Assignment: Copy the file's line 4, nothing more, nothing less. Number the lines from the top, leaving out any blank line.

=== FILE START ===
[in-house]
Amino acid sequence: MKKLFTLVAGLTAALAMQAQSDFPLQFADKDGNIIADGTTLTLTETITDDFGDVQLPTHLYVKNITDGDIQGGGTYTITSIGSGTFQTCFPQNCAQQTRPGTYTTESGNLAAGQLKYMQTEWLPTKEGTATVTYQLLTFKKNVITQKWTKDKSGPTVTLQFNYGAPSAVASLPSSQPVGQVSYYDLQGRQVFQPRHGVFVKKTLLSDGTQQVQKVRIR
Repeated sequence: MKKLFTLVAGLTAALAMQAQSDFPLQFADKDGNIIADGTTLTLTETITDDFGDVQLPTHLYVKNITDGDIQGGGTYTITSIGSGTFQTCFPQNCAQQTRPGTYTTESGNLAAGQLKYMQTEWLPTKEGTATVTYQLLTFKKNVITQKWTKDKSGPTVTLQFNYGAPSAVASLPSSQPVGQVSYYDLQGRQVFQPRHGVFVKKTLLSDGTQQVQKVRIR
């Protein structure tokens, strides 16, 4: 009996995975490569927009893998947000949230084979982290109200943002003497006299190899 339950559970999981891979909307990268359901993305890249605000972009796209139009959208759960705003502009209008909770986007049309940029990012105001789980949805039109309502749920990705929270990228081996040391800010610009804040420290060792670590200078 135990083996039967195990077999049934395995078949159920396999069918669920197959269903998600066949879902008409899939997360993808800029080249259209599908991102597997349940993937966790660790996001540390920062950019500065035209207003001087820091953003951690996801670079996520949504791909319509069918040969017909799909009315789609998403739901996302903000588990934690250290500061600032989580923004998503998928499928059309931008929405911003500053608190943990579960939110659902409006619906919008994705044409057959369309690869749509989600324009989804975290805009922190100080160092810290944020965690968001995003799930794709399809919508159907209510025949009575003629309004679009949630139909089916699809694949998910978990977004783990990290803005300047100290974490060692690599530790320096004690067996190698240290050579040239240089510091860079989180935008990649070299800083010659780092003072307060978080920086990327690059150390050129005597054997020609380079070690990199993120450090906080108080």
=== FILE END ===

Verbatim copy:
């Protein structure tokens, strides 16, 4: 009996995975490569927009893998947000949230084979982290109200943002003497006299190899 339950559970999981891979909307990268359901993305890249605000972009796209139009959208759960705003502009209008909770986007049309940029990012105001789980949805039109309502749920990705929270990228081996040391800010610009804040420290060792670590200078 135990083996039967195990077999049934395995078949159920396999069918669920197959269903998600066949879902008409899939997360993808800029080249259209599908991102597997349940993937966790660790996001540390920062950019500065035209207003001087820091953003951690996801670079996520949504791909319509069918040969017909799909009315789609998403739901996302903000588990934690250290500061600032989580923004998503998928499928059309931008929405911003500053608190943990579960939110659902409006619906919008994705044409057959369309690869749509989600324009989804975290805009922190100080160092810290944020965690968001995003799930794709399809919508159907209510025949009575003629309004679009949630139909089916699809694949998910978990977004783990990290803005300047100290974490060692690599530790320096004690067996190698240290050579040239240089510091860079989180935008990649070299800083010659780092003072307060978080920086990327690059150390050129005597054997020609380079070690990199993120450090906080108080």